Boccia is a competitive game that can be played one-on-one, in pairs, or with teams of three. It is played on a specially marked court, usually with a hard surface. The goal of the game is for players/teams to throw/bowl game balls so that they get them as close as possible to a special target ball. The game begins with a player throwing the white target ball onto the court. Opponents then take turns trying to throw/bowl their game balls as close as possible to the target ball. When the game balls have all been thrown, a referee determines the points awarded to individual or teams based on measurement of how near the game balls are to the target ball.
Boccia is an official sport of the United States Cerebral Palsy Athletic Association (USCPAA), the Dwarf Athletic Association of America (DAAA), and Special Olympics International (SOI). (see links below) There are two modified versions of boccia that are commonly played: Precision boccia and Special Olympic Boccia.
BENEFITS OF PLAYING BOCCIA
Boccia is an activity that can be enjoyed by persons of all ages and persons with a wide variety of disabilities. It can be played for recreation, as a competitive sport, or for physical education in school programs. The game requires planning and strategy in trying to place playing balls for maximum scoring. It also can develop or increase hand-eye coordination. Finally, boccia is an activity in which individuals with severe disabilities can participate and develop a high level of skill. The game can be easily adapted to allow players with functional limitations to use chutes and ramps in order to to place their game balls into play.
THE BOCCIA COURT
A regulation boccia court consists of two areas: individual player boxes and the common playing area. The common playing area has a designated target area in which all scoring occurs. The players make their 'throws' from specific boxes marked on the court. These boxes are equal in size and each player must remain completely within his or her box during play. Boccia is a very popular outdoor game, and unofficial courts can be set up on virtually any hard surface.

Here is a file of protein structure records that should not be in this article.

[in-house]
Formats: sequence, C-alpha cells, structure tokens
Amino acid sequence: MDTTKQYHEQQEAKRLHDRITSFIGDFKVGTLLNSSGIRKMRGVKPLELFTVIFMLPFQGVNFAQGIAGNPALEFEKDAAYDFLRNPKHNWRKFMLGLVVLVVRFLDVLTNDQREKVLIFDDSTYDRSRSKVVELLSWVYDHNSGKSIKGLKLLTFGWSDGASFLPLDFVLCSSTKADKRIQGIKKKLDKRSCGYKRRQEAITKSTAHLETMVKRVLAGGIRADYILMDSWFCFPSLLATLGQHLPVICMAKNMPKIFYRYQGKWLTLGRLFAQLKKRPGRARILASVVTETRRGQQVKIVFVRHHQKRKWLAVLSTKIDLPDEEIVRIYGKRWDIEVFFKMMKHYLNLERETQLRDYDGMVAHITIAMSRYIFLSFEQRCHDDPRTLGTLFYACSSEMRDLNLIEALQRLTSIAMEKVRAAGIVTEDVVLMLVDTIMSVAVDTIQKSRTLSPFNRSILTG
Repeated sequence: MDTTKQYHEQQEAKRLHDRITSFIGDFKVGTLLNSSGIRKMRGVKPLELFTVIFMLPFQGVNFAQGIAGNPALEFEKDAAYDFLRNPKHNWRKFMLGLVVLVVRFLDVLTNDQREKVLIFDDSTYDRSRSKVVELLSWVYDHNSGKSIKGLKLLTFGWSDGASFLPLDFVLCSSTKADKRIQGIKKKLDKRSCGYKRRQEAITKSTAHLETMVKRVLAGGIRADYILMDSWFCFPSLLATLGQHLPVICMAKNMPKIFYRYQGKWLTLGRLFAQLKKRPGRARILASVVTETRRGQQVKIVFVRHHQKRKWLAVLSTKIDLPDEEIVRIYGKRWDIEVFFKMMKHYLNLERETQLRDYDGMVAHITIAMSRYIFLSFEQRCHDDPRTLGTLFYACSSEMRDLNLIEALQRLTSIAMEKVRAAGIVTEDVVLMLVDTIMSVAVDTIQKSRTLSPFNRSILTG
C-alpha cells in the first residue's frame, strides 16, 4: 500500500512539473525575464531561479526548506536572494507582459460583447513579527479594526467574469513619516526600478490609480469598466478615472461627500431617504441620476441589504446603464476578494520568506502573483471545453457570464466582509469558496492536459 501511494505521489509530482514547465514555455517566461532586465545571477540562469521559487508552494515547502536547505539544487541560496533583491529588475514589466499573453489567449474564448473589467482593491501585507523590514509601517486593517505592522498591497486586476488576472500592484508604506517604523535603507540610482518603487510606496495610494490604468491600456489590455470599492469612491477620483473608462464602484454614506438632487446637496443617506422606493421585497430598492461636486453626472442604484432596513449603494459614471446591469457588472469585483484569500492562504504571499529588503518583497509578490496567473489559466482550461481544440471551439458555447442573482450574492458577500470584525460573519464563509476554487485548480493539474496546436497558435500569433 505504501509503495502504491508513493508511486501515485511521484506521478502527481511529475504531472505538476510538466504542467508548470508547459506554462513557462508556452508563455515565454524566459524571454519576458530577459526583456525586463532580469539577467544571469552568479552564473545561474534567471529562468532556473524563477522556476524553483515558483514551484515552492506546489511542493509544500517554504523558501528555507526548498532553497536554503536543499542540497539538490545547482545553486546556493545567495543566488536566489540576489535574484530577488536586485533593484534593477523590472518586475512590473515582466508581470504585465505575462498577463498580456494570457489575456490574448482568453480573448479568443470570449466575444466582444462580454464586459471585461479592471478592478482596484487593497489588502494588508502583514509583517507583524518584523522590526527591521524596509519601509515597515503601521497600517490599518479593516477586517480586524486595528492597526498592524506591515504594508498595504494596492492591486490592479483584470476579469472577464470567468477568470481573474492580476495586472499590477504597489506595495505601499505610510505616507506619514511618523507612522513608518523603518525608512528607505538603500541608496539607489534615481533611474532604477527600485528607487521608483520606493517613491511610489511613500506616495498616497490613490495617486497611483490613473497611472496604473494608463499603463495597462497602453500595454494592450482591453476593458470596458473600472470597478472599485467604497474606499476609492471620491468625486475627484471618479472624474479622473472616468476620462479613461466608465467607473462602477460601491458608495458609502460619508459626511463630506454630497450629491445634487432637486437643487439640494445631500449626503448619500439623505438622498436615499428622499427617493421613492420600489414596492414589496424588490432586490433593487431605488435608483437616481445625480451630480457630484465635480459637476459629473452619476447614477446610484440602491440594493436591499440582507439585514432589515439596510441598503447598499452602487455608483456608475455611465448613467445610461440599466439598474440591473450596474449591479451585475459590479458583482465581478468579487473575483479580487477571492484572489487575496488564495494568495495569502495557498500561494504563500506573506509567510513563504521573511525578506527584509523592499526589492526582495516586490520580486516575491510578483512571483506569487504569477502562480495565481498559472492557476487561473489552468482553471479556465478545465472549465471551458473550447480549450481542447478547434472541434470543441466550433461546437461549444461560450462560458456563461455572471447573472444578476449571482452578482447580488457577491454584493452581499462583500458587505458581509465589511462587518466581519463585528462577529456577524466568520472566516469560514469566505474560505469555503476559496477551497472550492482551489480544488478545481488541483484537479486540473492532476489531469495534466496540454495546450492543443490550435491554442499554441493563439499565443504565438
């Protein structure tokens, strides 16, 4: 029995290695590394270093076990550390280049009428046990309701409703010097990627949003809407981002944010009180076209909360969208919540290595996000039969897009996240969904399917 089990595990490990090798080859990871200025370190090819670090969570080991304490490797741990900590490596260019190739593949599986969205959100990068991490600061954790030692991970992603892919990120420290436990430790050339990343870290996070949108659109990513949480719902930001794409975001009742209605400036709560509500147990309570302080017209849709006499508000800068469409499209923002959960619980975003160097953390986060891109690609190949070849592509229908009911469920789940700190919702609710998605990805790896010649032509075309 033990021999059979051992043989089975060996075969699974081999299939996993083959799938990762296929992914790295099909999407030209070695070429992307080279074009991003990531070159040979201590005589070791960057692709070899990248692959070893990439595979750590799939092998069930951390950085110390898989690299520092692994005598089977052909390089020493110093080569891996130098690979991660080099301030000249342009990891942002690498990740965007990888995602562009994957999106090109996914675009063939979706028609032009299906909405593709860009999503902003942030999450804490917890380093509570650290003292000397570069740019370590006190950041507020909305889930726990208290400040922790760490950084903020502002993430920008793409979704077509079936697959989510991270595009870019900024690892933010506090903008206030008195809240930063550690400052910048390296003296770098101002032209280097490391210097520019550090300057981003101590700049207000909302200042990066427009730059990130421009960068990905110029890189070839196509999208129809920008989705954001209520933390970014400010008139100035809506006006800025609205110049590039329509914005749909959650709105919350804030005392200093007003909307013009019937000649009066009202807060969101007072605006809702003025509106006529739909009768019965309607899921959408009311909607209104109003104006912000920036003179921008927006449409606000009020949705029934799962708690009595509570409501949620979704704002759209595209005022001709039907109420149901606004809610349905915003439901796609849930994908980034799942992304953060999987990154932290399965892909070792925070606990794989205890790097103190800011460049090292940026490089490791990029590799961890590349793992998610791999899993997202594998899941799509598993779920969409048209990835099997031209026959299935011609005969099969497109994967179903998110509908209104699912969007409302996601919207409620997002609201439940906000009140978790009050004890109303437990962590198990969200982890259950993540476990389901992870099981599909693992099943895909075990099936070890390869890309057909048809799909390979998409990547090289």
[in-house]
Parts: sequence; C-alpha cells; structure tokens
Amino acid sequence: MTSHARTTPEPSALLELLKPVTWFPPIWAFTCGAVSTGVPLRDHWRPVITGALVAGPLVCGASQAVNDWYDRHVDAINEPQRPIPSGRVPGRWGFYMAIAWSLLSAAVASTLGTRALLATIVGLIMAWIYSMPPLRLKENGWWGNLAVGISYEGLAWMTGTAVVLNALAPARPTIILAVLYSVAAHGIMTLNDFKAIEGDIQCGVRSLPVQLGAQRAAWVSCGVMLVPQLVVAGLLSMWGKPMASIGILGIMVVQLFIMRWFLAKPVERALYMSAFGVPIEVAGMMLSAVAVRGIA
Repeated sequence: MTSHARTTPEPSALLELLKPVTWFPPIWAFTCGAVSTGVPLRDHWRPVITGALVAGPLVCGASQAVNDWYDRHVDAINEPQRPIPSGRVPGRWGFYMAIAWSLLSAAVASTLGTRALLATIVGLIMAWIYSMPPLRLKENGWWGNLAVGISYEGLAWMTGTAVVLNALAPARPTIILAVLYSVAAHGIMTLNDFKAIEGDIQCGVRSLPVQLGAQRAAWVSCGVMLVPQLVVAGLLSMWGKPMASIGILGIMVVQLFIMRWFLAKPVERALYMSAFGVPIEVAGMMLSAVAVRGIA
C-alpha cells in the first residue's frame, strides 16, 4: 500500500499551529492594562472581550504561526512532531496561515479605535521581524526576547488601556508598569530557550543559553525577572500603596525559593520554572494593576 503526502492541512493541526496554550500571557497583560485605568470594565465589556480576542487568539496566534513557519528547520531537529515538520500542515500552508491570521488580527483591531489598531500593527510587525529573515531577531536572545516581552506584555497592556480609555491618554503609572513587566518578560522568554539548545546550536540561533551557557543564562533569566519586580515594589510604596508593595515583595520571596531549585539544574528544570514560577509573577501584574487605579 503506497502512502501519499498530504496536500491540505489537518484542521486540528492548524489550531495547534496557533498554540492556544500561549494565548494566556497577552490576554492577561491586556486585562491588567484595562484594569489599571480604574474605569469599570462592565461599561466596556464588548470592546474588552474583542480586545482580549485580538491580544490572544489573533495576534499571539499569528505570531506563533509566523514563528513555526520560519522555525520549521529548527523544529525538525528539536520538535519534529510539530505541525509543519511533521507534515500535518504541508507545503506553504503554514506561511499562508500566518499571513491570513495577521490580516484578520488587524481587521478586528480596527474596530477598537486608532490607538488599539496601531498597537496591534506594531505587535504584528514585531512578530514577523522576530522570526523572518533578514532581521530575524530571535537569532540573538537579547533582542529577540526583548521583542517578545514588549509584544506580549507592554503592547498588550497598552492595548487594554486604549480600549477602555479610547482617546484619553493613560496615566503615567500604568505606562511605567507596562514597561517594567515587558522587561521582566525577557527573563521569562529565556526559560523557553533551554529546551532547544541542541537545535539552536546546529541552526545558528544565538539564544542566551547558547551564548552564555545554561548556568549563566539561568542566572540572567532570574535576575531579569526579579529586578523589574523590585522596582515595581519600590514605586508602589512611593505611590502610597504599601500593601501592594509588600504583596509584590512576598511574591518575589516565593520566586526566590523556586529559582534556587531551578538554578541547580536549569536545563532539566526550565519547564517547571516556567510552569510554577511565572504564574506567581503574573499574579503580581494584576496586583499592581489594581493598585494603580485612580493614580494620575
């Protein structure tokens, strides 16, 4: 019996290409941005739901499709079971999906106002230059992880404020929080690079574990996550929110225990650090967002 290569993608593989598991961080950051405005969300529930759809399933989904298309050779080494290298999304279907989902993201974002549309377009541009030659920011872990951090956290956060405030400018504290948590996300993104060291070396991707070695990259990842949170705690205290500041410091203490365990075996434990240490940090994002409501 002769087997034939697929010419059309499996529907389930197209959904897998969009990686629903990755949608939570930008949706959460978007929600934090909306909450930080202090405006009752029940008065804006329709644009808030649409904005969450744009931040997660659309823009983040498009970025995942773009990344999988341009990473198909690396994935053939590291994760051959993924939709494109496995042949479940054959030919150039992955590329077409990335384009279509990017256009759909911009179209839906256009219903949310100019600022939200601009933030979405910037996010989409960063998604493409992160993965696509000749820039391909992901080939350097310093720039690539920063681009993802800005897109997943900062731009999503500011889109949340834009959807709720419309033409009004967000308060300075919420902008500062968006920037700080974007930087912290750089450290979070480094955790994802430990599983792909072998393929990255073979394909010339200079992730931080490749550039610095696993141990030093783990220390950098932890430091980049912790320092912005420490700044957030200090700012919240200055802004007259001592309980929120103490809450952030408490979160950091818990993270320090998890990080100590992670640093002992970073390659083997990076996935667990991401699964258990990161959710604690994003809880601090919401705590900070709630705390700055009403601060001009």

Boccia balls are made from many materials. Good quality boccia balls are soft enough to grasp but hard enough to roll well on the court surface. Official balls used by the USCPAA are handmade of leather and are approximately the size of a baseball. In adapted games, chutes and ramps are used to allow players to put their playing balls in play without having to manually release the ball.
Precision boccia is a somewhat easier variation that can be enjoyed as it is or used to develop the playing skills necessary to succeed at regulation boccia. In this version of boccia, players try to get their game balls to stop in designated areas of the court. Three areas within the playing court have specific point values and the player must indicate which area he or she is aiming at prior to making each throw. Each players gets nine consecutive throws, three at each target box, to place their game balls. More information on how to play precision boccia is available from Sport for Disabled.
SPECIAL OLYMPIC BOCCE
In the Special Olympic version of bocce, opponents stand at opposite ends of the court and take turns throwing their game balls. The game balls are made of wood and a coin toss determines who throws the target ball. The player who throws the target ball also starts the game by throwing the first game ball. The opposing team then throws their game ball and the players alternate until the point is taken or they have thrown all their game balls. For a complete list of Special Olympic Bocce rules, contact Special Olympics International (SOI).
Chutes and Ramps
The use of chutes and ramps allows many individuals to participate who might otherwise be unable to compete. A player may use an assistant when using a ramp. The assistant is not allowed to view the playing court and must follow specific instructions from the player at all times. The assistant places the ball at a certain height and may not initiate the throw.
Additional information on boccia may be available in the NCPAD Citation Database. Try searching using keywords: boccia or bocce.
Boccia Balls and Equipment*
USCPAA National Office, (401) 874-7465
Sportime (wooden balls), (800) 850-8603
*USCPAA distributes two sets originally made in Denmark and New Zealand.
FOR MORE INFORMATION
DAAA, (972) 317-8299
SOI, (202) 628-3630
USCPAA, (401) 874-7465
Sport for Disabled, (416) 426-7361
The information provided here is offered as a service only. The National Center on Physical Activity and Disability, University of Illinois at Chicago, the National Center on Accessibility, and the Rehabilitation Institute of Chicago do not formally recommend or endorse the equipment listed. As with any products or services, consumers should investigate and determine on their own which equipment best fits their needs and budget.